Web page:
Appropriation is a standing appropriation, and
provides that the Consolidated Revenue Fund is appropriated to:
- pay claims under the Deed of Guarantee in accordance with the
Scheme Rules [paragraph 5(a)]
- repay a borrowing, and interest on a borrowing, made under
section 6 [paragraph 5(b)]
Borrowing provides that the Minister may
borrow money for the purposes of paying claims under the Deed of
Guarantee [subclause 6(1)]. However, the period of
the borrowing must not be for a period longer than 24 months
[subclause 6(2)]. Subclause 6(3)
defines borrow, for the purpose of clause
6, as including raising money or obtaining credit, whether by
dealing in securities or otherwise, but specifically does not
include obtaining credit in a transaction forming part of the
day‑to‑day operations of the Commonwealth. This
definition ensures that money borrowed under this clause will be
quarantined from being used to finance day-to-day government
From the Commonwealth s perspective, the nature of the guarantee
is that it assumes a contingent liability. This liability is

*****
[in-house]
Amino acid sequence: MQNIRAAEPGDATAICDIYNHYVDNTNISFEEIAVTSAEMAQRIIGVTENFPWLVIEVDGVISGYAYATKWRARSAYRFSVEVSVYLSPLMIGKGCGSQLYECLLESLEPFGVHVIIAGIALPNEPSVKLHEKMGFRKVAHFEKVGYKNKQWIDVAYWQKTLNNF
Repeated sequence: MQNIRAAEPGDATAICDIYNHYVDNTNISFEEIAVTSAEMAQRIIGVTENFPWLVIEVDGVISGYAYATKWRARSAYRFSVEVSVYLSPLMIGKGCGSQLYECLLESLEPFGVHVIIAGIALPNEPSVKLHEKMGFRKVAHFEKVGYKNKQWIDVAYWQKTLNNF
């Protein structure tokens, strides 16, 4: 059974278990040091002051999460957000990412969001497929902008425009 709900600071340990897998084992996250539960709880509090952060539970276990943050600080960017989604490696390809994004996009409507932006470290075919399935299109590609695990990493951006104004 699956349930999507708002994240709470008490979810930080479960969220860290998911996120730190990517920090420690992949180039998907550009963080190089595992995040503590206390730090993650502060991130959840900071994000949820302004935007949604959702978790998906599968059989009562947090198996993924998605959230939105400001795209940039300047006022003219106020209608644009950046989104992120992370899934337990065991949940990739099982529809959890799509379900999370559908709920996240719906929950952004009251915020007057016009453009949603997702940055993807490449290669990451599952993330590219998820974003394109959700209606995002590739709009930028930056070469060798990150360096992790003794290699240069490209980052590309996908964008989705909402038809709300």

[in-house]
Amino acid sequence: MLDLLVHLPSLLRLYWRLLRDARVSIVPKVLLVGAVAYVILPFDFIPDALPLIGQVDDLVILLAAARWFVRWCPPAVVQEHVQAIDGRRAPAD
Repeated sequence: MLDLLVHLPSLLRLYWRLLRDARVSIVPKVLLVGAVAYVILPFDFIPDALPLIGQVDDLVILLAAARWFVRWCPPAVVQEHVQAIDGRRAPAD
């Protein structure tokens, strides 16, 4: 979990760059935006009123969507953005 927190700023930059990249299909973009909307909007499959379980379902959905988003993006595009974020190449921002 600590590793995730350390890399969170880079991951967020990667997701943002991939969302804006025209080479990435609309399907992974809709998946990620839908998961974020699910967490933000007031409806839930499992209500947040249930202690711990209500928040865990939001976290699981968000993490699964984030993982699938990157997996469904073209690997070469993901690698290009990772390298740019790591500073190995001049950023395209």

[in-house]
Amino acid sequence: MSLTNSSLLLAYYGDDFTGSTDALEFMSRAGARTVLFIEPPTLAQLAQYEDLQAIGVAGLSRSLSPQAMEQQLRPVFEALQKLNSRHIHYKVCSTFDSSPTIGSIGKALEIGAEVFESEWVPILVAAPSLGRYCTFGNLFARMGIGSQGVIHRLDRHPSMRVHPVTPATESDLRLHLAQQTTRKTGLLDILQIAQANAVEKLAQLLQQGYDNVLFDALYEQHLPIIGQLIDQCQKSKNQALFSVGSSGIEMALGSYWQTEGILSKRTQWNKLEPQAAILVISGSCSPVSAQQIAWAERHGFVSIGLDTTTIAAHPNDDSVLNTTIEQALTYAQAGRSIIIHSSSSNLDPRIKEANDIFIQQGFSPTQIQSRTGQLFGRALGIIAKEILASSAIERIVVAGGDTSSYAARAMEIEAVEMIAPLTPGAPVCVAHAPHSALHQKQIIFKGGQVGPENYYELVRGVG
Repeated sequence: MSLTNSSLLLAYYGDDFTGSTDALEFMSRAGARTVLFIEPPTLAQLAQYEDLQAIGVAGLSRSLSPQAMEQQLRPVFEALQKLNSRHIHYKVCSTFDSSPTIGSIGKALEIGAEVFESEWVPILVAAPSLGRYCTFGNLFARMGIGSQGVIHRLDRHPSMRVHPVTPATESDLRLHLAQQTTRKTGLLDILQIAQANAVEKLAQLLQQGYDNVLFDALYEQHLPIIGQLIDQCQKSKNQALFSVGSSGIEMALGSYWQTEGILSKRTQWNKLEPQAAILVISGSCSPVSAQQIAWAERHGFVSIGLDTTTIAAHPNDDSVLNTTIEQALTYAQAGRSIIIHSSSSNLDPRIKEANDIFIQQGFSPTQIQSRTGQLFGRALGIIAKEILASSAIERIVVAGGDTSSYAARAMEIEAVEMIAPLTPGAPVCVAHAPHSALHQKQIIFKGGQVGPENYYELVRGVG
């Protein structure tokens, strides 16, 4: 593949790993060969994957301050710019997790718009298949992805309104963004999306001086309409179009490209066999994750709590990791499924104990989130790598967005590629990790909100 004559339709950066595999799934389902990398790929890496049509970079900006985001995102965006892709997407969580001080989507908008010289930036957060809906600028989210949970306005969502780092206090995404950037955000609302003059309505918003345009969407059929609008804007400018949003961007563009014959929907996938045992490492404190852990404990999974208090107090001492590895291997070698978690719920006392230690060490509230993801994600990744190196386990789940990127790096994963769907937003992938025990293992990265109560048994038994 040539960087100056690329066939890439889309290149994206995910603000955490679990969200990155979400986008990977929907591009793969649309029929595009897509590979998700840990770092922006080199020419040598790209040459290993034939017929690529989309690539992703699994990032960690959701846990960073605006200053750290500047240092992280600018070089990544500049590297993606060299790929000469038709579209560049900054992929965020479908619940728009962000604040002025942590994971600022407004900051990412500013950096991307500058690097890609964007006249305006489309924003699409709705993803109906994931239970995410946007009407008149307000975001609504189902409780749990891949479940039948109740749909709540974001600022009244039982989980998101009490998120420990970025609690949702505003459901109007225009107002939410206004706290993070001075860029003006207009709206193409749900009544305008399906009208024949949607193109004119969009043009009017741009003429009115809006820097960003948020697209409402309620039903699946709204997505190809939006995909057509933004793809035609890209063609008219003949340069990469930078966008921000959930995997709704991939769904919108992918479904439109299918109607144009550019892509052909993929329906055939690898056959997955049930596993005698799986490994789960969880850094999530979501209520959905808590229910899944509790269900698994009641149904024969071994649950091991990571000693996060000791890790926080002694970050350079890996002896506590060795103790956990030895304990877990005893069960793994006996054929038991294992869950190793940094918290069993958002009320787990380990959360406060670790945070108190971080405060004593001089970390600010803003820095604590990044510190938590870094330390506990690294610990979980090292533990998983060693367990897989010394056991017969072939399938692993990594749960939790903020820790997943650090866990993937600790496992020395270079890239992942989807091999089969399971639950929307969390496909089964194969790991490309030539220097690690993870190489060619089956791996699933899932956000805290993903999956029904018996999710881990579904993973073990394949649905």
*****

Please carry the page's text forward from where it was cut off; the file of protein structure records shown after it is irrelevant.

unquantifiable. It may be the case that the Commonwealth will never
have to meet its undertakings under the guarantee but that is not
certain. A more immediate test of the success or otherwise of the
guarantee is the extent to which the guarantee succeeds in freeing
up funds for borrowing by the states that might not otherwise have
The Commonwealth may receive some revenue if the states pay
fees. At this stage, the amount, if any, is unquantifiable because
the states have to determine what course of action they will
Members, Senators and Parliamentary staff can obtain further
information from the Parliamentary Library on (02) 6277
3 June 2009